Council considers bold initiative to help residents combat rising energy costs

September 12, 2017 by SBC

Tuesday 12 September

Thousands of Southend households could be helped to combat rising energy prices by having electricity generation and storage devices fitted into their homes.

The Council’s cabinet is to consider a report on 19 September (agenda item 15), recommending that the Council compiles and promotes a pre-vetted list of energy generation suppliers and storage devices that could help residents reduce their energy consumption and bills.

Residents wanting to be part of the scheme would typically see their home fitted with a form of energy generation, such as solar panels, along with a battery, which would store and release the energy generated. The householder would then be able to use energy from their battery to power their home or sell it back to the grid at times of peak energy demand.

There would be a range of finance options available to householders, from a lump-sum payment upfront followed by a higher level of return on energy sold, through to a zero-deposit option, where residents pay gradually through the savings they have made.

Suppliers on the list would be bound by a set of minimum standards, set and monitored by the Council in conjunction with the trade, so that local residents can have confidence in the product and service of the supplier they chose.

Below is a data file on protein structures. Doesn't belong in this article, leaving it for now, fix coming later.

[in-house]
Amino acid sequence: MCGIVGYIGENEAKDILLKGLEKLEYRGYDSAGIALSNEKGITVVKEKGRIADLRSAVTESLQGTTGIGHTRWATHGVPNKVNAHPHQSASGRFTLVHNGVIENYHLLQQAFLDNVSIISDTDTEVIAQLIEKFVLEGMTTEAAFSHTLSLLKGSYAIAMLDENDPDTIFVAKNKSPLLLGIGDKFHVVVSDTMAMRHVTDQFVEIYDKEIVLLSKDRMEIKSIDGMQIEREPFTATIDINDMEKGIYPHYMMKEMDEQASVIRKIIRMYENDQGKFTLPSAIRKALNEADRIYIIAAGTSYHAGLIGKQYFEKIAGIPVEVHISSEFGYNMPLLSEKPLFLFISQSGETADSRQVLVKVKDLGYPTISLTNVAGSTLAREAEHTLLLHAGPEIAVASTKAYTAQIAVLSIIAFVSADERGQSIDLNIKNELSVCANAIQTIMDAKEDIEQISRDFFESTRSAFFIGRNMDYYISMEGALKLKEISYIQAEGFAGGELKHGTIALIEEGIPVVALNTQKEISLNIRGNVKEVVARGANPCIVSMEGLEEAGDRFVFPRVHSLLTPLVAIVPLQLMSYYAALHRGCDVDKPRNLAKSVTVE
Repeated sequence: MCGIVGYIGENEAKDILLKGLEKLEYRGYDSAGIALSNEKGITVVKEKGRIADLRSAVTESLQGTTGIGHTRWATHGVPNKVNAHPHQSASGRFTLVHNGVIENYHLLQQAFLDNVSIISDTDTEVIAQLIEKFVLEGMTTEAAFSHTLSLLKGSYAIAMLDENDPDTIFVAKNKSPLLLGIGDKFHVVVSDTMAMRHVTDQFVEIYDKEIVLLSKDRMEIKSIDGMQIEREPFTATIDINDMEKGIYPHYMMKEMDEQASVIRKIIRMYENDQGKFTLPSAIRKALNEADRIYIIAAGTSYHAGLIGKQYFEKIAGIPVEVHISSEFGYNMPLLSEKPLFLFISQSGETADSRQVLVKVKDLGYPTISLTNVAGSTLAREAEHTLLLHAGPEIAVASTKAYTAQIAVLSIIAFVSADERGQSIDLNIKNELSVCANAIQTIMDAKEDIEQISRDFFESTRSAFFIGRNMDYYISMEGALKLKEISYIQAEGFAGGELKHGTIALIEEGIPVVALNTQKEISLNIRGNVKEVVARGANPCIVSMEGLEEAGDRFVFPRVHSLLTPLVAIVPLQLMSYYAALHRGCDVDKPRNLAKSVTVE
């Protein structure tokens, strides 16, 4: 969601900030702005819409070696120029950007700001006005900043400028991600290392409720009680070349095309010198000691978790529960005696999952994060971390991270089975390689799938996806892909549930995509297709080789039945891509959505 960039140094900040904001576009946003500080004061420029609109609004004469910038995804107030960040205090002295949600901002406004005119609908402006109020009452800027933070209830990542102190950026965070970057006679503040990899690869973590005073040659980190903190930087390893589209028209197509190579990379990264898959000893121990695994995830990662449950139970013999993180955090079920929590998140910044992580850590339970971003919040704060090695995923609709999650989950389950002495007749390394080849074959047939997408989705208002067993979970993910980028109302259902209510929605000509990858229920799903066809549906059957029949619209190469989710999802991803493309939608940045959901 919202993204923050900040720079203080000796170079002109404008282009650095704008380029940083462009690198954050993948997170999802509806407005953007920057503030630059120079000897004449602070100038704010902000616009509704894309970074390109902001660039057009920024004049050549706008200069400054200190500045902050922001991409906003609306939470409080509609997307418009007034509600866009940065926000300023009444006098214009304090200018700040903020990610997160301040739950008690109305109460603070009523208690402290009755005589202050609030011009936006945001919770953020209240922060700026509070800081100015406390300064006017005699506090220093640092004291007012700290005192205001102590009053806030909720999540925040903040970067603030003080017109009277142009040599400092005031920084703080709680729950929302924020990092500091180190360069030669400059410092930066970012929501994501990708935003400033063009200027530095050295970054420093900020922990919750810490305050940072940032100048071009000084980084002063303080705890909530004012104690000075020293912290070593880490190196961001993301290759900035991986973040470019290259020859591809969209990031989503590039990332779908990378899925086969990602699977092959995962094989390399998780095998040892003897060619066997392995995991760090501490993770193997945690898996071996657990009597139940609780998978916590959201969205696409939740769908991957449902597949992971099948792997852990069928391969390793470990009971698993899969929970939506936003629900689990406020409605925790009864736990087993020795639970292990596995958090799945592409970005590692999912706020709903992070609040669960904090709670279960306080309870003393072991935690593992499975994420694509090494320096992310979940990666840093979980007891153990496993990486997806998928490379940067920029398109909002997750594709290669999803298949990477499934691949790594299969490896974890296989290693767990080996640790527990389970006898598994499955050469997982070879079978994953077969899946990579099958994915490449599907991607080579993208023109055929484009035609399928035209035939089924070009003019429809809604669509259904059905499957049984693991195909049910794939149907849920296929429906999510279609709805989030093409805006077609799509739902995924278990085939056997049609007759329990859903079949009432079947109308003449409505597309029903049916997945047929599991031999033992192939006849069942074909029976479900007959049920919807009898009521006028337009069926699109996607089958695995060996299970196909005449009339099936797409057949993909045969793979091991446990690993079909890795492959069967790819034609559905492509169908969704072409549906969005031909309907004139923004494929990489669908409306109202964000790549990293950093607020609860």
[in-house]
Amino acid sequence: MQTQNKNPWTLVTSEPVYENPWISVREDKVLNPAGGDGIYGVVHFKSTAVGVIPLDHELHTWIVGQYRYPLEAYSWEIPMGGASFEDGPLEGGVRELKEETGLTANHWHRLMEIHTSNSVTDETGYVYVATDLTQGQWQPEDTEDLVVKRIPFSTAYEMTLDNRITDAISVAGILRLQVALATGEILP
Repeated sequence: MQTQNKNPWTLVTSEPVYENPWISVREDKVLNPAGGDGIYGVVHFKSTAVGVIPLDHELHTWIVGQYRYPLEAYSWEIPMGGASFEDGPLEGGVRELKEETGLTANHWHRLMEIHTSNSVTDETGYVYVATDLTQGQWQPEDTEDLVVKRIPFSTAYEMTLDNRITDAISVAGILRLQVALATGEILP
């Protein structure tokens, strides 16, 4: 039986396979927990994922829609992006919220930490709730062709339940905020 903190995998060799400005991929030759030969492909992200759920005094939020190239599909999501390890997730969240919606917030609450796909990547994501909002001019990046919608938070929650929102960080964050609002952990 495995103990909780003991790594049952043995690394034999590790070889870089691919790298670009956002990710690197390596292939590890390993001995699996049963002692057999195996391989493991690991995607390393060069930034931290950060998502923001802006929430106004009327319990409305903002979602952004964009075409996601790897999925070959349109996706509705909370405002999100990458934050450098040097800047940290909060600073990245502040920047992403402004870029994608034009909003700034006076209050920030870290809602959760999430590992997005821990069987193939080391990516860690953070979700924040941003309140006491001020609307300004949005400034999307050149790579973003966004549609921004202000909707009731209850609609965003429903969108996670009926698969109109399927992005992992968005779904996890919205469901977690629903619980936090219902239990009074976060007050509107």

The scheme would be launched with an initial £50,000 investment from the Council to fund a full-time member of staff to administer the project along with a small budget to market it. After this initial investment, it is anticipated that the project would become self-funding through referral fees paid by the approved suppliers to the Council.

Cllr Ann Holland, Executive Councillor for Culture, Tourism and the Economy, said: “Energy prices look set to rise for the foreseeable future at the same time as nationally, the demand for electricity is outstripping our ability to generate it.

“What we are considering is a potential solution to both these issues: a means for local residents to reduce their energy bills and a way of helping to balance electricity supply and demand.

“This would result in hard-pushed householders being better able to keep their homes warm - known to be a major contributor to health - lower carbon-emissions through the adoption of green technology, and an electricity network that is less vulnerable to power cuts.”

If approved by cabinet, the report would have to be considered by the Place Scrutiny and Full Council before adoption. If approved, it could be launched by spring next year.